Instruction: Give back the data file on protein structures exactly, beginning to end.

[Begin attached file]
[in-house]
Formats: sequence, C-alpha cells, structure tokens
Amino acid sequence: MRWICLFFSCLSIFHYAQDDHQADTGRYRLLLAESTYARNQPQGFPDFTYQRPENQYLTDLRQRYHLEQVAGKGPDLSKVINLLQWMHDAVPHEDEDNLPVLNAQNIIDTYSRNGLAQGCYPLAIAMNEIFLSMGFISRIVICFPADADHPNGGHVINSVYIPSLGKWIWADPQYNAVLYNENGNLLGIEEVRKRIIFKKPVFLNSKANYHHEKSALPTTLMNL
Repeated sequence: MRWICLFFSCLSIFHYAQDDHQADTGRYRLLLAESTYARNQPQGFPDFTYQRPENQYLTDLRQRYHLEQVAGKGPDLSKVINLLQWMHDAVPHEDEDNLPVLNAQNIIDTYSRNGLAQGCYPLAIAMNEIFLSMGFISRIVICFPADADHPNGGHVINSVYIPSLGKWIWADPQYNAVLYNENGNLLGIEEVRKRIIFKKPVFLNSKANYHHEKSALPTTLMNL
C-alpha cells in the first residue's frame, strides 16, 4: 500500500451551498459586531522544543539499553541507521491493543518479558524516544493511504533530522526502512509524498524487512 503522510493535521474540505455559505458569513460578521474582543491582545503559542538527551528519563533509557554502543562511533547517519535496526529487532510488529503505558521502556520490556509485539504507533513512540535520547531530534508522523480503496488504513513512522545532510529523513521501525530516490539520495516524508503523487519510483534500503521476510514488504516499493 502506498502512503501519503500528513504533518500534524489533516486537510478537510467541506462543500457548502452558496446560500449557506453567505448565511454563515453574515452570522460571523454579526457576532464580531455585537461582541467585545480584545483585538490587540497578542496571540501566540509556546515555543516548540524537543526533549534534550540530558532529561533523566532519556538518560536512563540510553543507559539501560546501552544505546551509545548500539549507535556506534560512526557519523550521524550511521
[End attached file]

[in-house]
Formats: sequence, C-alpha cells, structure tokens
Amino acid sequence: MRWICLFFSCLSIFHYAQDDHQADTGRYRLLLAESTYARNQPQGFPDFTYQRPENQYLTDLRQRYHLEQVAGKGPDLSKVINLLQWMHDAVPHEDEDNLPVLNAQNIIDTYSRNGLAQGCYPLAIAMNEIFLSMGFISRIVICFPADADHPNGGHVINSVYIPSLGKWIWADPQYNAVLYNENGNLLGIEEVRKRIIFKKPVFLNSKANYHHEKSALPTTLMNL
Repeated sequence: MRWICLFFSCLSIFHYAQDDHQADTGRYRLLLAESTYARNQPQGFPDFTYQRPENQYLTDLRQRYHLEQVAGKGPDLSKVINLLQWMHDAVPHEDEDNLPVLNAQNIIDTYSRNGLAQGCYPLAIAMNEIFLSMGFISRIVICFPADADHPNGGHVINSVYIPSLGKWIWADPQYNAVLYNENGNLLGIEEVRKRIIFKKPVFLNSKANYHHEKSALPTTLMNL
C-alpha cells in the first residue's frame, strides 16, 4: 500500500451551498459586531522544543539499553541507521491493543518479558524516544493511504533530522526502512509524498524487512 503522510493535521474540505455559505458569513460578521474582543491582545503559542538527551528519563533509557554502543562511533547517519535496526529487532510488529503505558521502556520490556509485539504507533513512540535520547531530534508522523480503496488504513513512522545532510529523513521501525530516490539520495516524508503523487519510483534500503521476510514488504516499493 502506498502512503501519503500528513504533518500534524489533516486537510478537510467541506462543500457548502452558496446560500449557506453567505448565511454563515453574515452570522460571523454579526457576532464580531455585537461582541467585545480584545483585538490587540497578542496571540501566540509556546515555543516548540524537543526533549534534550540530558532529561533523566532519556538518560536512563540510553543507559539501560546501552544505546551509545548500539549507535556506534560512526557519523550521524550511521